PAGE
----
We put a CHIPPIE card in our cheap phone in St Maarten and had 4GB of data for $30!  Worked great.  Then, we put a Digicell Sim in it in the BVI (after a $40 cab ride) and got 5GB for $75.  I'm sure that sounds expensive to anyone back in the states, but we're thrilled with this price!

Installing the CHIPPIE sim card in our new cheap phone in St. Maarten.  And it worked! (look at me resting on my arm the day before I broke my collar bone)
Ah, finally!!... Almost five months in to our trip and we are able to get 5GB for $75 with a Digicel local SIM in our new, cheap phone to use as a hot spot. This is our primary back up now when we cannot get free wifi.

Linda negotiated a ride from Leverick Bay to Spanish Town, Virgin Gorda with Ceril in the back of his very rickety touring pick up truck to buy a Digicel SIM card. The normal taxi rate would have been $76 round trip! Ceril transported us to Spanish Town, and waited at the Digicel store, and drove us back for $40. The 5GB SIM card was $75 for a total of $115 and about two hours.


Avoiding Data Accidents

The dreaded windows update...  Make sure that your computers are set to not automatically update anything. We did this part right. The last thing you want is an OSx or Windows update to happen overnight while connected to your mobile data.

Windows 10 has a configuration option called "Metered Connection". This lets you mark any A/P as one that no auto updates or phone-home stuff should happen over. My work laptop is Win7 so no luck there, but our personal laptops are Win10 and we have marked all our phones and hotspots as "Metered".

For phones, it's very critical to set them up to never update any apps automatically - even on wifi. Remember, when your phone connects to your expensive hotspot (or other phone) for data, it sees that as a regular old wifi connection. Your phone has no idea that this "wifi" has a really expensive mobile plan on the back end of it. In general, Phones are data pigs and you need to be especially careful with them. I wish Android offered the Metered Connection strategy like Win10 does. I have no idea if iOS or MacOS have any such thing.

DropBox, OneDrive or whatever else the kids are using for "cloud storage"

If you use some sort of cloud drive  that "syncs" data, you can potentially have a pretty serious data accident if you are not careful.  Let's say you have a DropBox account and you have some shared folders between more than one account.  Someone from the crew goes ashore, gets on some free wifi and and downloads some gigantic PDF manual for some gadget on your boat and puts it in your shared dropbox folder.

Now imagine another laptop sitting out in the boat running DropBox and connected to a mobile hotspot.  Please enjoy downloading that whole PDF over your expensive mobile plan. You can imagine similar scenarios if you have family members back home with whom you share a folder.  Be careful!  And don't get me started about putting videos in Dropbox!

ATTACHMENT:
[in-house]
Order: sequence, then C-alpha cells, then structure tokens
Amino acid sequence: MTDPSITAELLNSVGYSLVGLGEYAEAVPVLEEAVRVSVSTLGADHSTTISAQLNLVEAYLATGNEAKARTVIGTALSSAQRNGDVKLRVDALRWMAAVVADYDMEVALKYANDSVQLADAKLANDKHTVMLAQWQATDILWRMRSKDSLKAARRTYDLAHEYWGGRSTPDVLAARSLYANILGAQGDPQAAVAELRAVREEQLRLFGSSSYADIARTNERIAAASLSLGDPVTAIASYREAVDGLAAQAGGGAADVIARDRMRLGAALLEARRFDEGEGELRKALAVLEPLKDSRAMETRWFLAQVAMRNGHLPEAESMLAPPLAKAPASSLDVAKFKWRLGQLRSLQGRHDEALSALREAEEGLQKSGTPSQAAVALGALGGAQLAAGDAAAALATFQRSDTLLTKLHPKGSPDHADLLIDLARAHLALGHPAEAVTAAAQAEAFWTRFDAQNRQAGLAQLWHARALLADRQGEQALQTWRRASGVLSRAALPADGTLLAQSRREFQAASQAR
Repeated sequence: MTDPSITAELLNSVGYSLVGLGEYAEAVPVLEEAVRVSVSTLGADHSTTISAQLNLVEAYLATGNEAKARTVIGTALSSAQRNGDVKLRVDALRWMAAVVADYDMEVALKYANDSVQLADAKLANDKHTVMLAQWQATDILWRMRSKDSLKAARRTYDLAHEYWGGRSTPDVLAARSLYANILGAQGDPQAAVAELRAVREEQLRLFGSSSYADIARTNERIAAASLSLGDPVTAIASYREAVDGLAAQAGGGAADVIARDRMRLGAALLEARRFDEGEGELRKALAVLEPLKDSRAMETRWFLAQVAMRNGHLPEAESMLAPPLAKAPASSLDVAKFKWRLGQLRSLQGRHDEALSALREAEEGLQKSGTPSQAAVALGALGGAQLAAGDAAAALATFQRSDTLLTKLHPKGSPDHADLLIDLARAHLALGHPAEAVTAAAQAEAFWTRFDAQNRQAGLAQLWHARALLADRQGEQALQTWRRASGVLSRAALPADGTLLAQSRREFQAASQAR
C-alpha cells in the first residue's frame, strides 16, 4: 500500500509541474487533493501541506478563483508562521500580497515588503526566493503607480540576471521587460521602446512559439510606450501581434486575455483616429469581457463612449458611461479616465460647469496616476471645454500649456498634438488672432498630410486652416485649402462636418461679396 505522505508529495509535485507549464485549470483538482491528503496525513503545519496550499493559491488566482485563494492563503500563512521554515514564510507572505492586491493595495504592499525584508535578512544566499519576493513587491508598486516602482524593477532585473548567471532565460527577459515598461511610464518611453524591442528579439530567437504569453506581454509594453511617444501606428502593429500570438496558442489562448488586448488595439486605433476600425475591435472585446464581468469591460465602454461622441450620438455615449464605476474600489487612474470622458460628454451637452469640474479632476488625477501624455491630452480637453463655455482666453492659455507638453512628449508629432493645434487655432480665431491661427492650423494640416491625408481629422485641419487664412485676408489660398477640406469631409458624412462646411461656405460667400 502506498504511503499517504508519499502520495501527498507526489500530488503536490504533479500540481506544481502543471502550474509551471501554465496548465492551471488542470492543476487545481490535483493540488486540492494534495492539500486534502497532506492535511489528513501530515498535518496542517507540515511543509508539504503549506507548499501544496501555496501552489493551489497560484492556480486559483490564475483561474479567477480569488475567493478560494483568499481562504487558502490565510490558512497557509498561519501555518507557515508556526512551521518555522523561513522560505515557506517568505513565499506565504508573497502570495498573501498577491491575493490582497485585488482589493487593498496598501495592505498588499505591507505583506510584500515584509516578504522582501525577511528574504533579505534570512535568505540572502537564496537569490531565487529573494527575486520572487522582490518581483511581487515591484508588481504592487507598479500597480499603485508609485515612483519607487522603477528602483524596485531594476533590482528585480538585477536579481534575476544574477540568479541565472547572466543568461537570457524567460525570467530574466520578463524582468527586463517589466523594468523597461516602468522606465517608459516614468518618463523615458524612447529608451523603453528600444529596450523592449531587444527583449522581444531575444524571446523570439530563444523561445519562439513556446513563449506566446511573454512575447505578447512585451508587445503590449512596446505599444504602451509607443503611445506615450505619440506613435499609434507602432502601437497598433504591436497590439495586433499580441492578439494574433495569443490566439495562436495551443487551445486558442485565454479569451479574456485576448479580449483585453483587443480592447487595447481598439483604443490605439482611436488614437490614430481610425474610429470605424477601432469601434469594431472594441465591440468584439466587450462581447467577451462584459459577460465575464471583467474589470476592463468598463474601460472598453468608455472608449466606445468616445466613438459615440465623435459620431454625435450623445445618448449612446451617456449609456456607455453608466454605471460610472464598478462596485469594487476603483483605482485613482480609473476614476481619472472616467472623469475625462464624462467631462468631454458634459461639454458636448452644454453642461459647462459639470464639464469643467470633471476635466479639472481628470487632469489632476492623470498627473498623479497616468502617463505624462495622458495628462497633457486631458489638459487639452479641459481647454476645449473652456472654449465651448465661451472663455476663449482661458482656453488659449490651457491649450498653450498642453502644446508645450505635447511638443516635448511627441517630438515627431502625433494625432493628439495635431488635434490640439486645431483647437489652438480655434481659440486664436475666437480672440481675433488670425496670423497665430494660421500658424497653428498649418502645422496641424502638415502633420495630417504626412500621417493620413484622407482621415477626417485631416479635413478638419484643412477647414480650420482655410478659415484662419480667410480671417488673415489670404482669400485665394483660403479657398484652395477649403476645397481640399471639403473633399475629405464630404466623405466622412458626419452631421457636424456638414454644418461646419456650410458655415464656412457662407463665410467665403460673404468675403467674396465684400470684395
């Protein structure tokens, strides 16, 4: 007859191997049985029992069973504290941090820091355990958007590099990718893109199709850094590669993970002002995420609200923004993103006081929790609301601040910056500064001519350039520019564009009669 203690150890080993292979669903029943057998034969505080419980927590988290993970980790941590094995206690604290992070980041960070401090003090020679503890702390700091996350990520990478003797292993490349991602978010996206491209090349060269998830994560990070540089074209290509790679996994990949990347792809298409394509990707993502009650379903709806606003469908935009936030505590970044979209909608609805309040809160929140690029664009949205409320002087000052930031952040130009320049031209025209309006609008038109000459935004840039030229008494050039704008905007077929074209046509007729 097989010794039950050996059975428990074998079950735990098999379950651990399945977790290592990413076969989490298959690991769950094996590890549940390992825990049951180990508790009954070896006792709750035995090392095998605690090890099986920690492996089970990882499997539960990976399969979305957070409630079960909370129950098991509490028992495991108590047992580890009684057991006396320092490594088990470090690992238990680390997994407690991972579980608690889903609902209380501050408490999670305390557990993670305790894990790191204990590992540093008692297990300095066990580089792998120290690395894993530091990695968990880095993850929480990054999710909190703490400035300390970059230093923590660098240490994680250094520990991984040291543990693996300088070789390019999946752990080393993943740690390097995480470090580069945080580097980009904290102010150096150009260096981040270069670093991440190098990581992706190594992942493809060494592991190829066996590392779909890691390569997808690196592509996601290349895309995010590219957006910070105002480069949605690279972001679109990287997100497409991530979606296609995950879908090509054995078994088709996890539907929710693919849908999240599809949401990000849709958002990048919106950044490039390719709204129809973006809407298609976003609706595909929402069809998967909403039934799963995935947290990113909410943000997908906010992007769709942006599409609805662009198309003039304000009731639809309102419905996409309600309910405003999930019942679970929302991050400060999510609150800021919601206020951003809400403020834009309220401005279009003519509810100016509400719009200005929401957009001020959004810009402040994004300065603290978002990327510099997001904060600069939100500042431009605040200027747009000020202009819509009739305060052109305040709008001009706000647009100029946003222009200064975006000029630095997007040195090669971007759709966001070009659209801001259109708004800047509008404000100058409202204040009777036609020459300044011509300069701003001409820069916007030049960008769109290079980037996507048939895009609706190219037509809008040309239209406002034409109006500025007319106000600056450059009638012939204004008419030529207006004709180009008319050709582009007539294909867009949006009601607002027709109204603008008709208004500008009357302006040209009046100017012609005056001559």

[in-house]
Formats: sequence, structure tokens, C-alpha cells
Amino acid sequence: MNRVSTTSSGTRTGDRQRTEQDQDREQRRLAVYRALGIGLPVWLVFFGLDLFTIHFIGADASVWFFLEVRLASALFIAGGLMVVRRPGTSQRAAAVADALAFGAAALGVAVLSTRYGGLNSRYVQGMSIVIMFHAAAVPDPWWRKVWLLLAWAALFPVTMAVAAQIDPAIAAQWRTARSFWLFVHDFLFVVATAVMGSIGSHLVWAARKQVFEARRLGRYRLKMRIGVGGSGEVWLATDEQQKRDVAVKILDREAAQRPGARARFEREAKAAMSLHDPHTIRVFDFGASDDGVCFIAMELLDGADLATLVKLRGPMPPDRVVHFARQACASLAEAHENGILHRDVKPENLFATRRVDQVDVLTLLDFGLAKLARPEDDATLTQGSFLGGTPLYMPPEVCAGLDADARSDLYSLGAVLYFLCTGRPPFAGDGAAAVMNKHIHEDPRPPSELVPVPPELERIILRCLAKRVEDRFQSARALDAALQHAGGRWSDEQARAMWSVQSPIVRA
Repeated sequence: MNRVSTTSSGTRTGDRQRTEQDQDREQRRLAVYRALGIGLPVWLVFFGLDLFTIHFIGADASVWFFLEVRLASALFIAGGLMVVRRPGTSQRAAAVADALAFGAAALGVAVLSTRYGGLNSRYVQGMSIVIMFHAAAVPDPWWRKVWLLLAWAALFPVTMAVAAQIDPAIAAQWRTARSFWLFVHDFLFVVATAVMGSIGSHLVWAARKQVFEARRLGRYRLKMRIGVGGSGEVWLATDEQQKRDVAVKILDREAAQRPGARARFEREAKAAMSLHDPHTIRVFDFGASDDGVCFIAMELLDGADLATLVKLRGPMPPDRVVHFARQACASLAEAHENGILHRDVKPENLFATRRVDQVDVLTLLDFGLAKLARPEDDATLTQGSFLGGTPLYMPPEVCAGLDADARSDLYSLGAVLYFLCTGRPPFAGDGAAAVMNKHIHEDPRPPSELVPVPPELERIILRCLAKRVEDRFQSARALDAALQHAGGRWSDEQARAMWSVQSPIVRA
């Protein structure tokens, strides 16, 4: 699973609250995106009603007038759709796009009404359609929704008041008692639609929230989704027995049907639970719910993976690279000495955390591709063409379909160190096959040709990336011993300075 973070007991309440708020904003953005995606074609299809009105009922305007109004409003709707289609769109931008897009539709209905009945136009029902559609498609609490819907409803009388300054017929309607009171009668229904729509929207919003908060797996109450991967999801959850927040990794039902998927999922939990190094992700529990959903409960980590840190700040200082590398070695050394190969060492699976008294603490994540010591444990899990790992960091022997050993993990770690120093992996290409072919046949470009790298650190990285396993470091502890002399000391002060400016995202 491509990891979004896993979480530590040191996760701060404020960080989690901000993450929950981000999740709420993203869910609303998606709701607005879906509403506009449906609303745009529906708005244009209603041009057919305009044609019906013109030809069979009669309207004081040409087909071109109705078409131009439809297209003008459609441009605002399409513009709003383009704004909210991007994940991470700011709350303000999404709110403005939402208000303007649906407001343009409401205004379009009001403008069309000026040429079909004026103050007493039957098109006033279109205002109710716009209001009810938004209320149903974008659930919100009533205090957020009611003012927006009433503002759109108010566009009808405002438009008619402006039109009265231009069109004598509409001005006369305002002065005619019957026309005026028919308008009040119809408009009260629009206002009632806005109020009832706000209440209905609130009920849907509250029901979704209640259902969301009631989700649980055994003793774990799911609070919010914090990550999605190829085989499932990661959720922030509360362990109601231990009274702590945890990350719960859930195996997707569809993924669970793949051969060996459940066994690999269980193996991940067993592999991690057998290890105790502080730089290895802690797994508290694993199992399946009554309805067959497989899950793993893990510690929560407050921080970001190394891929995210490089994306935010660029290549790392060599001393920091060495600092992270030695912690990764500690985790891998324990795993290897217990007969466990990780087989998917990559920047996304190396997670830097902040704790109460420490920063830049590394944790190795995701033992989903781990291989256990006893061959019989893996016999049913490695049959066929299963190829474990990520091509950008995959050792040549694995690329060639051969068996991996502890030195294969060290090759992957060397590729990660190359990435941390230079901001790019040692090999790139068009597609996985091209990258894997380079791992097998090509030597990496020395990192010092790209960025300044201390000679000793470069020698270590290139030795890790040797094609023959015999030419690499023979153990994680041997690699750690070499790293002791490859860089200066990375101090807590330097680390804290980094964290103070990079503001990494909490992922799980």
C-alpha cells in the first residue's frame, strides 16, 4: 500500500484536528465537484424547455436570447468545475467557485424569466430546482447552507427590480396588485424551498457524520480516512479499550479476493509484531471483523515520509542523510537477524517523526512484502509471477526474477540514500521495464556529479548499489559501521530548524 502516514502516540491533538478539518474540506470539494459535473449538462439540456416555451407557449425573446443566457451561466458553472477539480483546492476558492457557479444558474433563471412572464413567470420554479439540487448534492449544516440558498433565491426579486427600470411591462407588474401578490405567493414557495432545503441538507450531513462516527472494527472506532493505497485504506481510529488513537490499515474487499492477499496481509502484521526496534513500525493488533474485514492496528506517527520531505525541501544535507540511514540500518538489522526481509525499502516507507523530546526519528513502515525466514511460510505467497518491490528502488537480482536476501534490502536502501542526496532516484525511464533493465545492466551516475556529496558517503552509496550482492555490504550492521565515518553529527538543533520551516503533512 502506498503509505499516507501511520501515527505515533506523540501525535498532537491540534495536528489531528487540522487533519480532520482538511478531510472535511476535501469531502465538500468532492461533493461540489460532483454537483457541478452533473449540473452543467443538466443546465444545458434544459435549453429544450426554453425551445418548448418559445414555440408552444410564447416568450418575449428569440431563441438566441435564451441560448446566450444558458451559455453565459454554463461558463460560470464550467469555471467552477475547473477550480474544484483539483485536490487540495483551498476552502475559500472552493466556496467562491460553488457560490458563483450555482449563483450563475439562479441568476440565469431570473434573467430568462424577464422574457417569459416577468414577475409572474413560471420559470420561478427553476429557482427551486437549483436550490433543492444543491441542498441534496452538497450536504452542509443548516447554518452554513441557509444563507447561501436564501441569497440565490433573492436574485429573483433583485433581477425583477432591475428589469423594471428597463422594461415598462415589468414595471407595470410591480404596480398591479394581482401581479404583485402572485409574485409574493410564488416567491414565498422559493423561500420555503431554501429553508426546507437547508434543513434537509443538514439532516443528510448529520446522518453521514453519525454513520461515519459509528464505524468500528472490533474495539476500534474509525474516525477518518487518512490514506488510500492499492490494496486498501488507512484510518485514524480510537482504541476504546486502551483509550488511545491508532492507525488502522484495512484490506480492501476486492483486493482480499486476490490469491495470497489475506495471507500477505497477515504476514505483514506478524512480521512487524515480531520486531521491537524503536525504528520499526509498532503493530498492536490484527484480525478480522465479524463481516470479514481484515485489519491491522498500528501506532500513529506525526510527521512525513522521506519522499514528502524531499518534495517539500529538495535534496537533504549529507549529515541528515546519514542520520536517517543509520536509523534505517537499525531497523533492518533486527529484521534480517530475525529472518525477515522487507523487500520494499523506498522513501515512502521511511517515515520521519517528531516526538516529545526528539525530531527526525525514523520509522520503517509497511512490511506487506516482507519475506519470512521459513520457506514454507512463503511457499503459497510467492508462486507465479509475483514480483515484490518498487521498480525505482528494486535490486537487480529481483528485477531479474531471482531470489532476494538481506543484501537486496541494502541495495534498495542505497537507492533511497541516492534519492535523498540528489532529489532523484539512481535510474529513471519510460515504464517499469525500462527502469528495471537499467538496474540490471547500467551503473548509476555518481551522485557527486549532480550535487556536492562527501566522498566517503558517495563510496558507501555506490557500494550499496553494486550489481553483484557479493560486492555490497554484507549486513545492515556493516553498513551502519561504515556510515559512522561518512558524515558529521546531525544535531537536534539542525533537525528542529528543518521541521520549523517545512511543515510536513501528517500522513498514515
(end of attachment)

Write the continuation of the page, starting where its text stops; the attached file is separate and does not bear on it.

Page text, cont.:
We do use DropBox and we do have a large shared folder where all the boat manuals are. But we are very careful to set Dropbox up to NOT startup automatically when windows restarts.  Whenever we DO run it, we only enable sync when we are on some free wifi.

Going Forward

We've made a lot of expensive and frustrating mistakes with data on this trip so far. If we had it to do over again, we would have bought the cheap phone before we left and kept it loaded with local SIMs everywhere we went. I think that with this option available to us, we should have a much better time going forward.  The data is still very expensive and slow here compared to home, but definitely tolerable for what we need.

Is the data nightmare over?  Nope, but it's better.  As I get ready to publish this post, the Digicell plan is working about 30% of the time and the go-sim is empty. I had to dinghy ashore to find free wifi at a coffee shop in order to buy more GO-SIM data ($$$ Cha-Ching). While I was at it, I tried topping up the Digicell plan (it was nearly exhausted) and as my payment was processing, the phone dropped the connection. But at least the coffee is good.  Now, back to work. I have data to pay for.

You may also find useful information and suggestions via the following posts from a very experienced cruising family:
Sailing Totem: Getting on Line While Cruising
Sailing Totem: How to Use Less Internet Data

Now it's time to sit back, relax, and get the wifi password from this establishment.